Ohio’s sales tax holiday approaches just in time for back-to-school shopping

Written on Aug 03, 2017

Ohio’s popular practice of giving shoppers a break on sales tax collections for a single weekend a year has become the new norm.

Aug. 4 – 6, back-to-school shoppers will not pay the state’s 5.75% sales tax on items of clothing priced at $75 or less. They also will not pay the tax on school supplies and instructional materials worth up to $20 each.

This weekend will mark the third annual sales-tax holiday. It has proven so popular that Ohio’s new state budget already assumes a modest revenue loss from it next year, even though lawmakers have yet to formally authorize it.

A study by the University of Cincinnati Economics Center, commissioned by the retailers council, estimated Ohio consumers saved $3.3 million on $46.75 million in purchases in 2015, the first year of the holiday. Overall retail sales climbed nearly 6.5% that weekend.

There was a gross hike of 9% in sales tax collections that weekend thanks to purchases of additional items not subject to the tax break. Counties on borders with other states saw a net increase of nearly 15.5% that weekend.

All of this resulted in a net gain in revenue to the state and counties, as the university’s review found no evidence consumers had simply shifted purchases they would have made anyway to coincide with the sales tax holiday.

But the university’s similar study for the 2016 holiday did not yield such great results.

Total sales during that weekend fell to $34 million from a year earlier. Consumers saved $1 million less. Unlike 2015, the study showed no sign that the weekend had triggered sales of nonexempt items.

A legislative analysis suggests this year’s three-day holiday could cost the state $14.7 million. It will also cost counties, transit authorities, and public libraries — which have their own piggyback sales taxes or get a slice of the state’s revenues — a total of $4.2 million.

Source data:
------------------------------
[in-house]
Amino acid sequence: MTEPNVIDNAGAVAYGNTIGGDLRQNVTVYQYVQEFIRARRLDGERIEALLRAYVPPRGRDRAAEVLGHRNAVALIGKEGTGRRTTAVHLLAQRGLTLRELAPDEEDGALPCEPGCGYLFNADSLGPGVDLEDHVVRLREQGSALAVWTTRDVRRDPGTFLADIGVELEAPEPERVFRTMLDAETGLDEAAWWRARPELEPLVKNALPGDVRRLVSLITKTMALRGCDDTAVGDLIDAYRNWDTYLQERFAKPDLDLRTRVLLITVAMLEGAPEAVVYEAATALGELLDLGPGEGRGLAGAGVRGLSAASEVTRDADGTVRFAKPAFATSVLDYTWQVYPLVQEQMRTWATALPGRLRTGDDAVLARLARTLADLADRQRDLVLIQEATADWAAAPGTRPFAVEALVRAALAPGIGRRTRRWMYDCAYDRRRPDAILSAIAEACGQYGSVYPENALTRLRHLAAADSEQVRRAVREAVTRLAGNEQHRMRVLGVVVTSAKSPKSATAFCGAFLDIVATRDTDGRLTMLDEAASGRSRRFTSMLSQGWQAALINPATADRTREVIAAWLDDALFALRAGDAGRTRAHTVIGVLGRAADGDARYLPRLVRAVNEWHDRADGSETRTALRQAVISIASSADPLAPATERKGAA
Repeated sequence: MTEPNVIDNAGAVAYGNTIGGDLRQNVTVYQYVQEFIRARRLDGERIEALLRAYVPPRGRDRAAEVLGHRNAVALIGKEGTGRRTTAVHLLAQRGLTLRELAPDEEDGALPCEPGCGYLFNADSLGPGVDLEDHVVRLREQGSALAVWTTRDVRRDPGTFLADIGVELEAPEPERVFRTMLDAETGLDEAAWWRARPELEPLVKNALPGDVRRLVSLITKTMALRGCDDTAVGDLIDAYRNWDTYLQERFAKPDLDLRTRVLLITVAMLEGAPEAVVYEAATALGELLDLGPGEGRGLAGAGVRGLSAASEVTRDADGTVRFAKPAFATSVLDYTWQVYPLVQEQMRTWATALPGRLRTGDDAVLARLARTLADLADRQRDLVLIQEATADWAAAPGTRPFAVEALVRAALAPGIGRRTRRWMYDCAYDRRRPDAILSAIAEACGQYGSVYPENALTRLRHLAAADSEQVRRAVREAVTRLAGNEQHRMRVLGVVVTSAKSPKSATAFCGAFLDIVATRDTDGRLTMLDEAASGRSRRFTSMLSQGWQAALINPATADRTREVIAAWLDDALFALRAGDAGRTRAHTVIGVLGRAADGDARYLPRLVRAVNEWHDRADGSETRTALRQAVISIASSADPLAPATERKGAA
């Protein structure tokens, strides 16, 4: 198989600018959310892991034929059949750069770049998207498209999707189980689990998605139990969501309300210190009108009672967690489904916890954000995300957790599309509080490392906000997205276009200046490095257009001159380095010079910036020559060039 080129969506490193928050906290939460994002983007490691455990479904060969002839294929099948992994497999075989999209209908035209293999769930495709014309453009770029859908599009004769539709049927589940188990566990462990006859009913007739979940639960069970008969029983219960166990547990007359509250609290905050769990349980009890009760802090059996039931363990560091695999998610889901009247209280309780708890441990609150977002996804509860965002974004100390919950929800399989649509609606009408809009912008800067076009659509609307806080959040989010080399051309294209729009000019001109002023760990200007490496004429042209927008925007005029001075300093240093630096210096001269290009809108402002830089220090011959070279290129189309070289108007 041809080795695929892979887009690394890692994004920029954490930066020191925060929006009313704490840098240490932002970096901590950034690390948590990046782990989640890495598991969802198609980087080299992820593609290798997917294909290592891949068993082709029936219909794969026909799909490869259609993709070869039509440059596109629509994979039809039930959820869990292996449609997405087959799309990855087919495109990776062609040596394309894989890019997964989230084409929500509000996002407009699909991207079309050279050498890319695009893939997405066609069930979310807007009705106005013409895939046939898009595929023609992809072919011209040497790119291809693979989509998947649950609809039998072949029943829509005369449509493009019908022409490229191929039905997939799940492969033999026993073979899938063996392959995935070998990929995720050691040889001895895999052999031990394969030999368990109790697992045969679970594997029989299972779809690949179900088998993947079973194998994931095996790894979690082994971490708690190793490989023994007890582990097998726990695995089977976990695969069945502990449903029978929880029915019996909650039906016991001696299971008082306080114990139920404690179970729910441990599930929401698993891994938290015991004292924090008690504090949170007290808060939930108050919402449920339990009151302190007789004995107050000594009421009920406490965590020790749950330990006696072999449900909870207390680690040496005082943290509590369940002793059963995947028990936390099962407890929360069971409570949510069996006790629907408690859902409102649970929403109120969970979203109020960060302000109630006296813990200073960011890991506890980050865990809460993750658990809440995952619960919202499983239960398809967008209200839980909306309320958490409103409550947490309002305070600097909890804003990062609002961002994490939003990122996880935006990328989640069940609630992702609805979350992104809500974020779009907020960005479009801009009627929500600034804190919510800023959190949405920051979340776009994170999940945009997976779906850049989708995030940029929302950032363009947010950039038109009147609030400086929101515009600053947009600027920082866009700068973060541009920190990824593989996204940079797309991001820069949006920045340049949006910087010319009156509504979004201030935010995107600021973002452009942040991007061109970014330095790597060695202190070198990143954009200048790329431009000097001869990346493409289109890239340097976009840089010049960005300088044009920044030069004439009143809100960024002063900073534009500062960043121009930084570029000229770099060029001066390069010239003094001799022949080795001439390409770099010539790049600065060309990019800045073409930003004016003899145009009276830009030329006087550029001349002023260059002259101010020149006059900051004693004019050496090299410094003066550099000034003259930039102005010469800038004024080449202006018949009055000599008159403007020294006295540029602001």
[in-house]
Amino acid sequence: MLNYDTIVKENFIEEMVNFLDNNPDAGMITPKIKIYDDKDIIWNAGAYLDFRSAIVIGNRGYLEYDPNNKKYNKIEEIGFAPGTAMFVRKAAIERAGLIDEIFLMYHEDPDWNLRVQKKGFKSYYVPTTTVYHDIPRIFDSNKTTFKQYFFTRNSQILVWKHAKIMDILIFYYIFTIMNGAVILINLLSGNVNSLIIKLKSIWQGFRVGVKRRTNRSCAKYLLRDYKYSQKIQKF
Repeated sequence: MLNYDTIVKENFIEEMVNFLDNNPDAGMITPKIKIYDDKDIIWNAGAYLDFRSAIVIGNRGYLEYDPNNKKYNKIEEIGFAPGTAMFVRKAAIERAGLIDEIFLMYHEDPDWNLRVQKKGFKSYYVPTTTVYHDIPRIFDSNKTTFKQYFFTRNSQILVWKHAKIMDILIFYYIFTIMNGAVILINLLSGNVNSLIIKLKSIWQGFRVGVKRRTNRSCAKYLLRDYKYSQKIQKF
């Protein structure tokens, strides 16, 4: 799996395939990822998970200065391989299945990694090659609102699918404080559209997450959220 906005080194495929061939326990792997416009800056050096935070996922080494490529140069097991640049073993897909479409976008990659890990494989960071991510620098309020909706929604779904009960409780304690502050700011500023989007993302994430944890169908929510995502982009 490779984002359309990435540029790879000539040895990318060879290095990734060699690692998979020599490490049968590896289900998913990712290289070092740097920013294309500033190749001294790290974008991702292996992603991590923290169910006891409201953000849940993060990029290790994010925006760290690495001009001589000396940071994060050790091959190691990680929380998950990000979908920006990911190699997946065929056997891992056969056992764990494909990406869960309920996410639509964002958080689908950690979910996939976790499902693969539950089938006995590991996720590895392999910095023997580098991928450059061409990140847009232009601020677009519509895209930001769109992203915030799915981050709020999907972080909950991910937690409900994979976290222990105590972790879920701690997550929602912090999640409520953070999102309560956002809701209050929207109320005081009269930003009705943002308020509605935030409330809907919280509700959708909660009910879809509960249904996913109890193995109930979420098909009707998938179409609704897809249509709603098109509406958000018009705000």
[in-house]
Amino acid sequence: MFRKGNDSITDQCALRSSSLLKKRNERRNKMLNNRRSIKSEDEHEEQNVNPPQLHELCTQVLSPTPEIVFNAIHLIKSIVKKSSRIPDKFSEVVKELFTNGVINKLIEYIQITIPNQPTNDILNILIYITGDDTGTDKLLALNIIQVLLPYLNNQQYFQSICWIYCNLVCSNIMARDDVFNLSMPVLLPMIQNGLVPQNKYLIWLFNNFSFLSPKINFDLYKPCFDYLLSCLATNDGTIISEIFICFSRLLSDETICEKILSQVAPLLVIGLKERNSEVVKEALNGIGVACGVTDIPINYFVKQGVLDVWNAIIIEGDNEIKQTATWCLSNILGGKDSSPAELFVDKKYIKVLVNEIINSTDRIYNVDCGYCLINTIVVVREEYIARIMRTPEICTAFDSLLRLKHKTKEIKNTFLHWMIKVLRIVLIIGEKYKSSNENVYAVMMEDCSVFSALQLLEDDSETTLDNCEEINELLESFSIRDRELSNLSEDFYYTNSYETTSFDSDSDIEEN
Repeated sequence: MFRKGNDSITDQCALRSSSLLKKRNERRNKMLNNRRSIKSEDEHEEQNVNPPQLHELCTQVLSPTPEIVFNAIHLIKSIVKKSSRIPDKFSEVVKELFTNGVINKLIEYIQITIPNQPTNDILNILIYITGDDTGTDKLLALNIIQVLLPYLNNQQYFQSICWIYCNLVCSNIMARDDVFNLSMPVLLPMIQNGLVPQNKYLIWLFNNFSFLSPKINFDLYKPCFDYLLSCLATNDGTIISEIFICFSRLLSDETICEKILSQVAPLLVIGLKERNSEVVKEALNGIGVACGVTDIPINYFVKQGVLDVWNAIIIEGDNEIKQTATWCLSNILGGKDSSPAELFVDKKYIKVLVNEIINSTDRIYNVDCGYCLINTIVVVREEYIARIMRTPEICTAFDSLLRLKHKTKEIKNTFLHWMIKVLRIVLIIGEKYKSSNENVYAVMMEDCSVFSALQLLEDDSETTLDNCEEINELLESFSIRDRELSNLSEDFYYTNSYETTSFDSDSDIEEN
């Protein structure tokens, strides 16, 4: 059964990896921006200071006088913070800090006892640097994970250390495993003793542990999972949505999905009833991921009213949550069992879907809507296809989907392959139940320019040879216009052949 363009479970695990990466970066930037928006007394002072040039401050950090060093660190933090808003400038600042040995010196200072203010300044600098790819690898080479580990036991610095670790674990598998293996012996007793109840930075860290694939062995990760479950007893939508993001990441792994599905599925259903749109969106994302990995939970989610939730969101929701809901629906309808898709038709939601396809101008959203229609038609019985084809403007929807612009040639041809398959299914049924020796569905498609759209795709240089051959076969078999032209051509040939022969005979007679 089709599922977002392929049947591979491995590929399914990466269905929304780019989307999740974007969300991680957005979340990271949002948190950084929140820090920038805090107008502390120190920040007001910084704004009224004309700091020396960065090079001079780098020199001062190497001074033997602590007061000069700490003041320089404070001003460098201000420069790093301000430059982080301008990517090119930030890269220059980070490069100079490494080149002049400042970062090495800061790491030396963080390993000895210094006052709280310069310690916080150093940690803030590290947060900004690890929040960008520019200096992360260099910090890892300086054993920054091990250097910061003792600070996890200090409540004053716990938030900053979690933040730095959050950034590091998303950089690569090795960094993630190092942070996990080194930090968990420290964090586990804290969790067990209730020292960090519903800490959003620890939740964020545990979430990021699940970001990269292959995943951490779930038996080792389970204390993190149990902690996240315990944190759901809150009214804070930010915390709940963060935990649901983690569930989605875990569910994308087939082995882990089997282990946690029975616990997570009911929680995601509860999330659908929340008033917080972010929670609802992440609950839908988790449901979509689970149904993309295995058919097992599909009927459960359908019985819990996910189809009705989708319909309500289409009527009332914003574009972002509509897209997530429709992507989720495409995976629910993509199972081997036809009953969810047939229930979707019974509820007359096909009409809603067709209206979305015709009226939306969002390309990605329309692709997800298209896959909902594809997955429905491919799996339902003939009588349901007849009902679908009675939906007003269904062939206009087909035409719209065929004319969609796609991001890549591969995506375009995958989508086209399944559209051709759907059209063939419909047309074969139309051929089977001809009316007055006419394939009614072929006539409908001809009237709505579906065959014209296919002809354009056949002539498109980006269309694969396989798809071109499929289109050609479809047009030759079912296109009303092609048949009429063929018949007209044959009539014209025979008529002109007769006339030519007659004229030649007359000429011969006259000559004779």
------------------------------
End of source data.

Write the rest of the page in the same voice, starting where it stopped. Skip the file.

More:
Despite their popularity, are such holidays sound tax policy?

“Sales tax holidays have enjoyed political success, but recently policymakers are re-evaluating them,” reads a recent report by the Tax Foundation. “Rather than providing a valuable tax cut or a boost to the economy, sales tax holidays impose serious costs on consumers and businesses without providing offsetting benefits."

The foundation sees sales tax holidays as “political gimmicks” that distract from true tax reform. Sixteen states will have sales tax holidays this year, down from 17 last year and a peak of 19 in 2010.

By comparison, Ohio’s holiday is relatively tame. Some states include breaks for bigger-ticket items such as computers and software, generators, firearms and hunting supplies, energy efficient appliances and calculators.

Some of these states are in southern hurricane-prone regions and use the holidays to boost emergency preparedness.

Ohio’s dollar caps per item are lower than in most states with tax holidays. Louisiana, for instance, has a cap of $2,500 for its two-day holiday that will overlap with Ohio’s.

“Sales tax holidays introduce unjustifiable government distortions into the economy without providing any significant boost to the economy,” the Tax Foundation’s report reads. “They represent a real cost for businesses without providing substantial benefits. They are also an inefficient means of helping low-income consumers and an ineffective means of providing savings to consumers.”

State Sen. Kevin Bacon (R., Columbus), sponsor of Senate Bill 9 that created the latest holiday, said there has occasionally been discussion about broadening the scope of purchases exempted.

A legislative cost analysis of the law suggests some Ohioans who might normally make such purchases in a neighboring state may instead make them here. On the other hand, some stores on Ohio’s side of state border areas might see sales increase as residents of other states take advantage of the Ohio break.

None of the states bordering Ohio will offer a tax sales holiday this year, according to the Tax Foundation.

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